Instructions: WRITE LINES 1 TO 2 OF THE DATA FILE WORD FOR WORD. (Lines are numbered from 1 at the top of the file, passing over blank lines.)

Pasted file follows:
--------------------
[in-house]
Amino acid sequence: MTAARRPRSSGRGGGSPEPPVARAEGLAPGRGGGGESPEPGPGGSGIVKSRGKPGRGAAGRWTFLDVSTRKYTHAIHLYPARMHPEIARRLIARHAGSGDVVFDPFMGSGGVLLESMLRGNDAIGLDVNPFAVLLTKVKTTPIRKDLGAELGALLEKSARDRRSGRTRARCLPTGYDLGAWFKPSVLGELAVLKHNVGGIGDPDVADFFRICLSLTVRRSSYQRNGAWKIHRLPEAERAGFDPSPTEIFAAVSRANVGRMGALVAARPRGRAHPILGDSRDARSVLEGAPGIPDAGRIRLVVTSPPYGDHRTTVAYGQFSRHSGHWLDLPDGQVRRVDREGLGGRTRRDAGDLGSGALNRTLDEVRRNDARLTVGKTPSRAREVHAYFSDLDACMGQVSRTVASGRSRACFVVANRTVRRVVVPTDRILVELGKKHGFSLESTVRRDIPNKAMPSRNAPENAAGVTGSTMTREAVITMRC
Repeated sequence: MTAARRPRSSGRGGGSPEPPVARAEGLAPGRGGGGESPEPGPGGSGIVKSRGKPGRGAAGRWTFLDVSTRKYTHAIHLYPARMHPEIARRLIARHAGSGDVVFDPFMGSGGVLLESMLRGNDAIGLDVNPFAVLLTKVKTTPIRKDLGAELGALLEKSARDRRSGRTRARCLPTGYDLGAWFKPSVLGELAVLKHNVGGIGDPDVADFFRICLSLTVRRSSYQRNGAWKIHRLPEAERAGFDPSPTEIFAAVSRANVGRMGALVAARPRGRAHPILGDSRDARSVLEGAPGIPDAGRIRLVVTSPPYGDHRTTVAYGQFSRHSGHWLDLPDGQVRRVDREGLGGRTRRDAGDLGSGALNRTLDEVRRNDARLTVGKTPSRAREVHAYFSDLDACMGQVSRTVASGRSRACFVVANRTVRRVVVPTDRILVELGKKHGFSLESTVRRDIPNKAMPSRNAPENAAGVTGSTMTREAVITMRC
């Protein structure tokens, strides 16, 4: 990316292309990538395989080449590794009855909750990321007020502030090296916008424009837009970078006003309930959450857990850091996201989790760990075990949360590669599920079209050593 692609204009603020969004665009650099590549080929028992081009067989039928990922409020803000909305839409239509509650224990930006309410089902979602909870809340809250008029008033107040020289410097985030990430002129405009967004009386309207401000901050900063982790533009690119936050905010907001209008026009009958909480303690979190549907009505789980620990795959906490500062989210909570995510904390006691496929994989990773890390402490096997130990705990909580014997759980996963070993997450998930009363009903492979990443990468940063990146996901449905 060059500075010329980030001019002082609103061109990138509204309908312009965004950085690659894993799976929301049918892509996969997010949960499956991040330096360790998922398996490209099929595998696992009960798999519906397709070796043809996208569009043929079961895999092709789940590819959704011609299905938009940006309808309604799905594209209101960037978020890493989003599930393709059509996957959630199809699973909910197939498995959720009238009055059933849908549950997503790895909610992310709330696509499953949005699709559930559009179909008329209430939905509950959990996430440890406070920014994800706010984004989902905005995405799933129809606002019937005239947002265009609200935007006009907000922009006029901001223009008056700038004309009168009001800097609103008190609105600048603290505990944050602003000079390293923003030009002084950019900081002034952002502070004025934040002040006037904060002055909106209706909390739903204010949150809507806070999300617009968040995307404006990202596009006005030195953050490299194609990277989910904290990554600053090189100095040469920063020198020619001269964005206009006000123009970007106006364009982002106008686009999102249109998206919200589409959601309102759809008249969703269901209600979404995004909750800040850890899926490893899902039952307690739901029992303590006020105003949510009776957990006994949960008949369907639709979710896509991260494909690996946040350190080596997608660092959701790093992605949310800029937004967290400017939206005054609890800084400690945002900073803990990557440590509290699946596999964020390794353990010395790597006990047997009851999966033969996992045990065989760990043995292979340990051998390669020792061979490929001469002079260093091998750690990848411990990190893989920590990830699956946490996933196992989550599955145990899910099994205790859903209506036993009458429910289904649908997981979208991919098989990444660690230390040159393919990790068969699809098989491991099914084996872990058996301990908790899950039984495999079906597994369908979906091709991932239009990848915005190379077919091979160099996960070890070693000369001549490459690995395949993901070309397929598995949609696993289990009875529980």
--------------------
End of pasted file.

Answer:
[in-house]
Amino acid sequence: MTAARRPRSSGRGGGSPEPPVARAEGLAPGRGGGGESPEPGPGGSGIVKSRGKPGRGAAGRWTFLDVSTRKYTHAIHLYPARMHPEIARRLIARHAGSGDVVFDPFMGSGGVLLESMLRGNDAIGLDVNPFAVLLTKVKTTPIRKDLGAELGALLEKSARDRRSGRTRARCLPTGYDLGAWFKPSVLGELAVLKHNVGGIGDPDVADFFRICLSLTVRRSSYQRNGAWKIHRLPEAERAGFDPSPTEIFAAVSRANVGRMGALVAARPRGRAHPILGDSRDARSVLEGAPGIPDAGRIRLVVTSPPYGDHRTTVAYGQFSRHSGHWLDLPDGQVRRVDREGLGGRTRRDAGDLGSGALNRTLDEVRRNDARLTVGKTPSRAREVHAYFSDLDACMGQVSRTVASGRSRACFVVANRTVRRVVVPTDRILVELGKKHGFSLESTVRRDIPNKAMPSRNAPENAAGVTGSTMTREAVITMRC